Saturday, July 31, 2010

L'Expatrié, c'est moi

Over lunch with my French co-worker and his Swedish wife, the three of us agreed that the expatriate life renders us unusual by definition. Not only do we constantly evaluate the countries we choose to live in, but also our own countries of birth. The expatriate observes the world in a semi-detached state that non-expatriates don't even consider. We have eaten good food and bad, sometimes learnt strange languages and, most importantly, befriended other globetrotters.

I have often wondered if one can identify the expatriate by his mannerisms or hybrid styles. Australians know immediately that I come from somewhere in North America, but they can never quite place my accent. I say 'zed' and 'lift' and bit by bit my pronunciation is taking on slight local characteristics. Additionally, on return visits to the United States, I get the odd looks from my compatriots who think I sound Australian. I don't, but neither do I sound like the Milwaukee boy of my upbringing. I sound other.

Interestingly, my French co-worker was flummoxed to hear my full on Québécois accent in French. He knew I spoke French, but out of courtesy for other colleagues in the office, we normally speak English together. His surprise highlighted a theory of mine that it is easier to alter one's accent in a second language than it is in one's first language. I reckoned that the extra effort one makes in a second language forces the speaker to pay close attention to the nuance of accent and intonation. That is definitely true for me, as I originally learnt to speak French in Belgium when I was a teenager. After a year at university in Québec City, however, I had shifted completely to a French-Canadian accent.

Naturally, as globetrotters, the conversation turned to the bureaucracy of immigration in the various countries we'd lived in: the United States, Canada, France, Belgium, Sweden, Slovakia and now Australia. We mused at the friendliness - or its lack - amongst customs officials the world over. Australian customs moves quickly and the officials are nearly always friendly and efficient. Not so in the United States or Canada. Europe can be a mixed bag, depending on the nationality. My co-worker's wife noted that red tape in Sweden is cut and dried, whereas in France it can be horribly inconsistent and pedantic. In Sweden you get the stamp or you don't, whereas in France it depends on the mood or temperament of the official.

All these topics got me thinking about the principles of freedom and capitalism, though the conversations did not turn to political philosophy. As I have noted in previous articles, I avoid overt conversations about politics because the context of knowledge varies so much as to make such discussions either too emotional or too disconnected from reality.

As an observer of the world, I thought of politics because I notice that the degree of freedom in a given country will give one a clue about the ease of movement within it. The United States has been heading towards some kind of totalitarian state for many decades, so consequently the ability to migrate there has become byzantine and lacks coherence. Not surprisingly, immigration has become a bugbear in a country with an ever-growing state. Australia, whilst hardly a completely free country, proves nevertheless more hospitable to foreigners seeking to live here. The rules are clear cut and, though more restrictive than I advocate, relatively easy to grasp.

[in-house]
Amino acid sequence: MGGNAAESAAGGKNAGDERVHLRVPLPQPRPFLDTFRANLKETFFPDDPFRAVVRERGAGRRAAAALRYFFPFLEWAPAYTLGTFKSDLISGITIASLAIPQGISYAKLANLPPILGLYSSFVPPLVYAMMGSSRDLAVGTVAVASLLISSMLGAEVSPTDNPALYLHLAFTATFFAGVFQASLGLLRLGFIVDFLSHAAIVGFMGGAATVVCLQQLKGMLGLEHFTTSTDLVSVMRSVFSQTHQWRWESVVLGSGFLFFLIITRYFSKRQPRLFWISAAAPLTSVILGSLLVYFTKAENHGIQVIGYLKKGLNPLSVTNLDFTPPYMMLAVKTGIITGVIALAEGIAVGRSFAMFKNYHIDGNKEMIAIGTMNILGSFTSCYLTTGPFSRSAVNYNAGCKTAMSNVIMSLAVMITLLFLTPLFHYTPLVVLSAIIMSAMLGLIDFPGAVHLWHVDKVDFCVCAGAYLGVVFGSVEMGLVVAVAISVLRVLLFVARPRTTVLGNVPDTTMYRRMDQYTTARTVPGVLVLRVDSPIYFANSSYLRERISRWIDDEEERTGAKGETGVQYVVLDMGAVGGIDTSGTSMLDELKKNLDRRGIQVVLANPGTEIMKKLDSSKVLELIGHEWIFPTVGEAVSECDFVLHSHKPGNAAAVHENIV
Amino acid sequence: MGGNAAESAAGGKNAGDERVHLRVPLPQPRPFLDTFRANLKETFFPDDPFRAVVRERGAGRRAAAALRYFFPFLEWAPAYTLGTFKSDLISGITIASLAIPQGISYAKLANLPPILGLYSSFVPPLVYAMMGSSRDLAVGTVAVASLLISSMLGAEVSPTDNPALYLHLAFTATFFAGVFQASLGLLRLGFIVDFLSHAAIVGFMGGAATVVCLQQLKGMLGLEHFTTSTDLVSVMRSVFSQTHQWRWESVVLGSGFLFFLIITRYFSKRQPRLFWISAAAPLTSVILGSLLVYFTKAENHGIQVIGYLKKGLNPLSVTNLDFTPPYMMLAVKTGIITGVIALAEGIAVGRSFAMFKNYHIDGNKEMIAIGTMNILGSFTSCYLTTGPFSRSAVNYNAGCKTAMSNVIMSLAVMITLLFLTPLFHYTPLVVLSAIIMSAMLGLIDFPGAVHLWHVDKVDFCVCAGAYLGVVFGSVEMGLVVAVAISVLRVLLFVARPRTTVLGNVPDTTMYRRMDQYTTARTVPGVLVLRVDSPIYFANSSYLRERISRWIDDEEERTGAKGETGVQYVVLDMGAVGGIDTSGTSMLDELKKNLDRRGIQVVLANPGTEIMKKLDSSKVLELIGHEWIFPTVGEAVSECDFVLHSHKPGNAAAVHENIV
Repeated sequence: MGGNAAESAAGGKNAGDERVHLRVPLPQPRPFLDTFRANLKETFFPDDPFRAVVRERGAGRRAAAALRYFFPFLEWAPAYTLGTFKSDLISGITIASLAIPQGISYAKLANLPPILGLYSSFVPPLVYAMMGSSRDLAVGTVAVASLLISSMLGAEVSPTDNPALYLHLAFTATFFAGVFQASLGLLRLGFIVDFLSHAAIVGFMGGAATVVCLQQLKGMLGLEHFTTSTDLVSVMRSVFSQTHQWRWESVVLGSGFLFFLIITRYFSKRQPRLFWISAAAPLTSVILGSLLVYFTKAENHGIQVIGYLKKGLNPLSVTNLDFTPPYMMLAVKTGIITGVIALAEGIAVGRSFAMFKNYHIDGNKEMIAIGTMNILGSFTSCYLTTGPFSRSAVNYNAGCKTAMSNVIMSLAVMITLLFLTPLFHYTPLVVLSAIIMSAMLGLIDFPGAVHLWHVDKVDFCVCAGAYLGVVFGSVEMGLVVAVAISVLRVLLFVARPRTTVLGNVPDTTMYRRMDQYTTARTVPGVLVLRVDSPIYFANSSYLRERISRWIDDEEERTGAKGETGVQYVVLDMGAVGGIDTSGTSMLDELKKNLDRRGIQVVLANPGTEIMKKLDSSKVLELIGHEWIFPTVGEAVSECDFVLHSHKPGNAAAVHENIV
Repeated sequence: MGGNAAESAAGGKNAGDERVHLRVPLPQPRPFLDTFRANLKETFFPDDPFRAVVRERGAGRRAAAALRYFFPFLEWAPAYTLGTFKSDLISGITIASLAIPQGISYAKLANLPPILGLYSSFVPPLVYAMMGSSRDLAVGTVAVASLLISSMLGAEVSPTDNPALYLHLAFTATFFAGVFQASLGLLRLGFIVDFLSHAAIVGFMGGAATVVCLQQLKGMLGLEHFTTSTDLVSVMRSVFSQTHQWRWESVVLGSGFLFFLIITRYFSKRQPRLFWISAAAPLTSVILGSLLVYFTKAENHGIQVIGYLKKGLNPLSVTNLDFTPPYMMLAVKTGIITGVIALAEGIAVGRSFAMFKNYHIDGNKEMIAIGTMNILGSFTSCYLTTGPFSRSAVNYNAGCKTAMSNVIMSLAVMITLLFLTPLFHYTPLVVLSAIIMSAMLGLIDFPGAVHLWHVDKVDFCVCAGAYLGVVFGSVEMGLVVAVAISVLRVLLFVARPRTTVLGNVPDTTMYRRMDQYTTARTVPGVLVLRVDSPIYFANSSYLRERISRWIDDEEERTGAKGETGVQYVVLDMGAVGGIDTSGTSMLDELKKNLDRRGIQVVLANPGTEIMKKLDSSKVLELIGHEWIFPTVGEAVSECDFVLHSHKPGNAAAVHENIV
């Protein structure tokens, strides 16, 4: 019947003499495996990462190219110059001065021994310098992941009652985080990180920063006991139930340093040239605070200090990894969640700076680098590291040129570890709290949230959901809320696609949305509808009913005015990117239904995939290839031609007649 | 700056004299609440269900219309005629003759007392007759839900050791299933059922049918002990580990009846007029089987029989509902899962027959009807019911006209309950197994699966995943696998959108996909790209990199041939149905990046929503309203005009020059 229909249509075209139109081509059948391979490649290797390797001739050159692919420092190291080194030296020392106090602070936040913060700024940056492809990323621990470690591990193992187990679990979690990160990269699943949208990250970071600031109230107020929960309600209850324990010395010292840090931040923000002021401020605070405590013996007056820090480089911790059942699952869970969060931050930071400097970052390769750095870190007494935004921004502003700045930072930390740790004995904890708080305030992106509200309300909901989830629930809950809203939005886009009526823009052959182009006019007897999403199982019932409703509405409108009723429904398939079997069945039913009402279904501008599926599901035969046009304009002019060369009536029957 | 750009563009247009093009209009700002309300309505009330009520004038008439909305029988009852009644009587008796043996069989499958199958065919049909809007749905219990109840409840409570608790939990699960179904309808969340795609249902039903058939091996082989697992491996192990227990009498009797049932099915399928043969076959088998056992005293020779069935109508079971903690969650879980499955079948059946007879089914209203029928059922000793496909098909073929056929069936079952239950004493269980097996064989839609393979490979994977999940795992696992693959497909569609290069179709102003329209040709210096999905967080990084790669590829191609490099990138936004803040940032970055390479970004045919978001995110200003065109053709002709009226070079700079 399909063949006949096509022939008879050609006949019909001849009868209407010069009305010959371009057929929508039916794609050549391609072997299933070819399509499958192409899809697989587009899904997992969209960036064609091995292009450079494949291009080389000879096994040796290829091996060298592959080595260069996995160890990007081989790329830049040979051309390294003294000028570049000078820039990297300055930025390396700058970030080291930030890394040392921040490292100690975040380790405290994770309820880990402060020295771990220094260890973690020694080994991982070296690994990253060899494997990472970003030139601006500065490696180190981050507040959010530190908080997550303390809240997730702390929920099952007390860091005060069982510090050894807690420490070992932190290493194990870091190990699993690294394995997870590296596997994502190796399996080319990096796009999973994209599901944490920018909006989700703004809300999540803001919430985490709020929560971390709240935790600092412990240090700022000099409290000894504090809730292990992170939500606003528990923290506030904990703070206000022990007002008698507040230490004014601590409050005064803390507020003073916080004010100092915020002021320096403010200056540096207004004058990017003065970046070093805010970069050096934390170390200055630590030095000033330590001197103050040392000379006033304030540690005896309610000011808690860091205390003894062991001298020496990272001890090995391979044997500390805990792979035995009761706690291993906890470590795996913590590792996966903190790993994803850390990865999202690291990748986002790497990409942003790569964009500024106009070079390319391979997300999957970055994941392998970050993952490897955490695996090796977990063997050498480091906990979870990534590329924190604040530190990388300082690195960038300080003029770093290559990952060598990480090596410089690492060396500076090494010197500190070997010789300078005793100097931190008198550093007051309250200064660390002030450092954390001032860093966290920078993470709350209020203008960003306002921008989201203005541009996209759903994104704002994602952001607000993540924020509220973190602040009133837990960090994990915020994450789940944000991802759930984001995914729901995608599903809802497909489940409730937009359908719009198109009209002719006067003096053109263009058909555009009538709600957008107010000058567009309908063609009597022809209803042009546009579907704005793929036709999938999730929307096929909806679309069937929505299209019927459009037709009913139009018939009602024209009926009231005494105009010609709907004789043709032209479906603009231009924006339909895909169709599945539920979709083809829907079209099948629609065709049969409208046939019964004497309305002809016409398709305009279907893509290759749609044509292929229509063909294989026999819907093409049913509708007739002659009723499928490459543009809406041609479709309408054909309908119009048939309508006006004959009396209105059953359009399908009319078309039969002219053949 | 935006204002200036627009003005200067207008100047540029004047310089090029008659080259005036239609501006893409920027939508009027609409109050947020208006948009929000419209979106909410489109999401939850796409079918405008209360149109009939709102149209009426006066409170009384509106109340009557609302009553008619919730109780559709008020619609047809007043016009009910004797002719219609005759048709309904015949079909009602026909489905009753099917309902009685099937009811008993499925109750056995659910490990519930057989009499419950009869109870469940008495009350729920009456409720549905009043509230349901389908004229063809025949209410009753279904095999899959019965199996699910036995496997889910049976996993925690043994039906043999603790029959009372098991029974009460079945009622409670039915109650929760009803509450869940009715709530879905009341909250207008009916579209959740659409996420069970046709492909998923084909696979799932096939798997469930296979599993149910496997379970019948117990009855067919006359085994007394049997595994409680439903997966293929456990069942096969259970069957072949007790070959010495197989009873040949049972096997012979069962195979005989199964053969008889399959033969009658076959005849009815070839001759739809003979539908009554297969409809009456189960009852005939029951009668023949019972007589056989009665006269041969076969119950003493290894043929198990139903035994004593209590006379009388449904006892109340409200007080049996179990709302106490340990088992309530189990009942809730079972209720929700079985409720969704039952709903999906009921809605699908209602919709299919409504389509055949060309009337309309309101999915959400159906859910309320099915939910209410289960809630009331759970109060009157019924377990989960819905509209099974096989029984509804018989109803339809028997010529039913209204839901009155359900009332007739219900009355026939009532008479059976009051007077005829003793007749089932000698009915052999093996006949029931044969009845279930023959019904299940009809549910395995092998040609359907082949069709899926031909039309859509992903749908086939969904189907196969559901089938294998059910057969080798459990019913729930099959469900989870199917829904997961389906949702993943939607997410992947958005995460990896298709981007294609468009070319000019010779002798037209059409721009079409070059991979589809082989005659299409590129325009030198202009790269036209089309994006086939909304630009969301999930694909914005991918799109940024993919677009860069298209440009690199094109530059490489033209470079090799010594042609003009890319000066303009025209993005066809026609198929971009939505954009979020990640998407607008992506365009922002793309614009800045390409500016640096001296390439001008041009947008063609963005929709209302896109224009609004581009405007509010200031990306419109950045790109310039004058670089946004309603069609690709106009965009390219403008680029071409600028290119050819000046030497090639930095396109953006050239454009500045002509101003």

Many people in the West today struggle with the virtue of immigration. I call it a virtue because people who choose to uproot themselves to go make their way in a completely new country are among the most productive in the world. By and large, immigrants seek self-improvement, not free handouts. If I had my choice, when I become a permanent resident of Australia, I would happily forgo all the so-called state benefits in favour of a lower tax burden. Alas, that option does not exist. It should.

In the end, expatriates are the engine of dynamic countries like Australia. They remind native-born Australians by their very presence that the country is worth the long haul flights and the great distances from loved ones back home. If I had my druthers, I would create a special passport for people who have the pluck and courage to change countries like some people change clothes.


  1. I think the special passport idea would be a fun thing. Mine would say "American by Choice".

  2. Ayo Ogunshola31 July, 2010

    Nice post, Jason. Long live the immigrant! :-)

  3. I think it's the true individualists who can change countries at will. Their identities are not fundamentally defined by an external culture.

  4. John Alway31 July, 2010

    Jason, thanks for the snapshot of a globetrotter's life.


  5. I agree with Phil, though in the interest of brevity did not delve into that subject.

  6. I never know what to tell people when they ask me where I'm from. It seems like they're seeking to find some way to define you before they know you by asking that. No one in my home state asks that, and they obviously know that not everyone that lives there is the same.

  7. Per our conversation, I just posted it to my immigration blog. Thanks again! :-)

  8. Finally an opinion on immigration that is neither racist nor apathetic. A great read.